Since all payments are now online, you also must pay with a card. You can't make a booking online and pay in cash when you get there.
No children under 5
Due to the slightly dangerous nature of the Cueva del Viento walk, entry is not permitted to children under 5. If you're looking for a safer walking route your little one can join in with, consider the Barranco del Infierno.
Because some sections of the cave are tight and narrow, you're not allowed to take in backpacks. There are no lockers provided along the route, so if you're travelling by car, lock your backpack in the boot before you head to the visitor centre. If you're travelling via public transport, pack lightly and only take things that will fit in your pockets.
Wear appropriate clothing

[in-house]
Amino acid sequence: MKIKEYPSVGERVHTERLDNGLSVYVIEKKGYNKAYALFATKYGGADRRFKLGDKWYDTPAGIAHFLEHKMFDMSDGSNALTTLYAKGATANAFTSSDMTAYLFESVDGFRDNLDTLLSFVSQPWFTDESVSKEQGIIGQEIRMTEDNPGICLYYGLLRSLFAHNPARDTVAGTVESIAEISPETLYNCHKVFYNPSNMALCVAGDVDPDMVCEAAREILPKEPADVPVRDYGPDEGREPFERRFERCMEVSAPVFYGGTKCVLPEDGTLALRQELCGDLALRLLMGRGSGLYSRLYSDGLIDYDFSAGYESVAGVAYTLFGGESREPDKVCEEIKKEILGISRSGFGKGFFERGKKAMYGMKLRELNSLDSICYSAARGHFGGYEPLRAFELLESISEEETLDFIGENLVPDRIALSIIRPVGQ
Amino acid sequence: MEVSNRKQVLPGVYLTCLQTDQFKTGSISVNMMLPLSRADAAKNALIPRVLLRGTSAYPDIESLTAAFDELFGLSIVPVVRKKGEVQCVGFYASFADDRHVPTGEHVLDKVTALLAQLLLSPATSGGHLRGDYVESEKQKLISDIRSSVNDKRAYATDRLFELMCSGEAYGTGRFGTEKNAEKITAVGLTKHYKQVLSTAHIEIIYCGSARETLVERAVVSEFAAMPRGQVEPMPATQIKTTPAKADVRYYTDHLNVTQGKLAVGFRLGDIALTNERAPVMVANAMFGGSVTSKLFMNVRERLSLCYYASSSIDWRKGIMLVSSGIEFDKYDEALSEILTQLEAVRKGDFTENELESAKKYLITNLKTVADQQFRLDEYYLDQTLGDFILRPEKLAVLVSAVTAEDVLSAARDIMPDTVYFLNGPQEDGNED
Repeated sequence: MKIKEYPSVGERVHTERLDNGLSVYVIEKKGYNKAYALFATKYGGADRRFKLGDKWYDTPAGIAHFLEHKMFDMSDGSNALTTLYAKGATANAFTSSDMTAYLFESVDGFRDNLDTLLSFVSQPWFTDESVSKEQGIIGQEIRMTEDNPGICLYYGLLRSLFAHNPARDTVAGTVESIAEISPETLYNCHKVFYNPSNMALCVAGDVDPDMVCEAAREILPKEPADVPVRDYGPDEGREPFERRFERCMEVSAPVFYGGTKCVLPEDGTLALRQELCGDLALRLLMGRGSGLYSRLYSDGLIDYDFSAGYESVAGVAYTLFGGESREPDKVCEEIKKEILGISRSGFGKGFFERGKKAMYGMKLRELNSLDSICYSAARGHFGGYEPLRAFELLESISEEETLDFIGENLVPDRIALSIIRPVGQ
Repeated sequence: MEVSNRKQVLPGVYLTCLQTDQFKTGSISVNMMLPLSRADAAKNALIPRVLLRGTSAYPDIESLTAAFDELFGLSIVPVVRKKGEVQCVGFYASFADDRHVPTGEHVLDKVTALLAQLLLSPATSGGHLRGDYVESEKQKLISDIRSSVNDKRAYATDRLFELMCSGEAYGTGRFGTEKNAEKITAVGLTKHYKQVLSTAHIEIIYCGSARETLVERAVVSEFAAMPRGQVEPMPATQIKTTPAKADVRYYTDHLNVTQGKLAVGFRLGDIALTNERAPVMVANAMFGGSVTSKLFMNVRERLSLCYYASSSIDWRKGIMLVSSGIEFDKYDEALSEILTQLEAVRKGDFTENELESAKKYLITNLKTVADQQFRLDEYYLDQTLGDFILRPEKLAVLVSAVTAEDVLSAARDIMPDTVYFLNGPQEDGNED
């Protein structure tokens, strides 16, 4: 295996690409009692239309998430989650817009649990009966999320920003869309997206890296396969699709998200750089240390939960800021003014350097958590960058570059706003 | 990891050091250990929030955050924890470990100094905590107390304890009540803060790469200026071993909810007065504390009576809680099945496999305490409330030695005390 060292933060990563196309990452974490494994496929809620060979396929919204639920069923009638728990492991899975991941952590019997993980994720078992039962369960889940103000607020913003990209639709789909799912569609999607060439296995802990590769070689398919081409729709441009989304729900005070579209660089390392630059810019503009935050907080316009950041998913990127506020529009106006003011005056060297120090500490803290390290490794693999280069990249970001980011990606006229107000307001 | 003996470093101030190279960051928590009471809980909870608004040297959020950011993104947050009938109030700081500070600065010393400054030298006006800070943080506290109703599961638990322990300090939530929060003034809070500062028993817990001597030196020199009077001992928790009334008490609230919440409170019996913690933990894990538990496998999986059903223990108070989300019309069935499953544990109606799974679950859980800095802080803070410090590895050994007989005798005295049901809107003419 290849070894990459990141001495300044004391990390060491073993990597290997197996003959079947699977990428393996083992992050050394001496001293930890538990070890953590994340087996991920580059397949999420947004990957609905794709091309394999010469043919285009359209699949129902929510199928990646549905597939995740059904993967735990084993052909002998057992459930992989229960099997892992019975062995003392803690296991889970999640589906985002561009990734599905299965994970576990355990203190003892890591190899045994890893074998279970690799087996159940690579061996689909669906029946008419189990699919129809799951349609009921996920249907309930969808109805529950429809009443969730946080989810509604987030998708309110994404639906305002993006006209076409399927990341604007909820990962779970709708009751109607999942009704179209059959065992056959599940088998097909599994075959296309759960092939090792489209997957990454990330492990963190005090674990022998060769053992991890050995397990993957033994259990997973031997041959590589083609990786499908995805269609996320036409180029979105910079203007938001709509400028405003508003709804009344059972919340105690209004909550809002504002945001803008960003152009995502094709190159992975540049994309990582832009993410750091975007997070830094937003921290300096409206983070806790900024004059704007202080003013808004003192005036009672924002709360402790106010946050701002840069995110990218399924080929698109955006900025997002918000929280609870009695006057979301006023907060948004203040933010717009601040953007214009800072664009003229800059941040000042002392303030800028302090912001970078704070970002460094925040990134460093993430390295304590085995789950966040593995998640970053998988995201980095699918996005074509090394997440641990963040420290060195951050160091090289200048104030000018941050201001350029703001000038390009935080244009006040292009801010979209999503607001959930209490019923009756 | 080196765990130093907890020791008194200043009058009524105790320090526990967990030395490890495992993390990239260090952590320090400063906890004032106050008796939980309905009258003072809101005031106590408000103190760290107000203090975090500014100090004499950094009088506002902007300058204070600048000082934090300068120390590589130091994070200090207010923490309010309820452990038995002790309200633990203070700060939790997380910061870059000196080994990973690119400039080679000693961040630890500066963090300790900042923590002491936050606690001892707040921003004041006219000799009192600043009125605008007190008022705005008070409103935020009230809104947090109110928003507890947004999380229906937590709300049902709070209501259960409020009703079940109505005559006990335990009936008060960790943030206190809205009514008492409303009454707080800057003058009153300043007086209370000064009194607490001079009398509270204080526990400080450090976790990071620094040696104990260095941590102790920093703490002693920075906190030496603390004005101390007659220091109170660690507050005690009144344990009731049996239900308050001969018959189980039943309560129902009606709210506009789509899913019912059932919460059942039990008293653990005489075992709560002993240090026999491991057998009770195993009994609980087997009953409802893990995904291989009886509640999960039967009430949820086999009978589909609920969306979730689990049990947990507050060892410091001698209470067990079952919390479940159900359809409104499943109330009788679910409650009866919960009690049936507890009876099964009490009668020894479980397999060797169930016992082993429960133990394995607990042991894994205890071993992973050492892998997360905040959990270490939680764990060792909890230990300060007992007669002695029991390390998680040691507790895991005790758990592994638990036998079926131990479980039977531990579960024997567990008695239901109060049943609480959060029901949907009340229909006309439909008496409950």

Even in summer, you must wear long trousers and trainers or hiking boots to enter the Cueva del Viento. Show up in shorts and flip flops and you'll be sent back the way you came. Temperatures drop considerably inside the cave, so there's no chance of you overheating.
Important info about Cueva del Viento
Official name: Cueva del Viento
Official website: www.cuevadelviento.net
April - September
9am - 7pm Monday, Wednesday, Thursday and Friday
9am - 4.30pm Tuesday, Saturday and Sunday
October - March
9am - 5pm Friday - Wednesday
9am - 6pm Thursdays
Suggested time: 3 hours
Non-resident adults: €20
Non-resident children aged 5-12: €8.50
Resident adults: €10 (make sure you take proof of residency)
Resident children: €5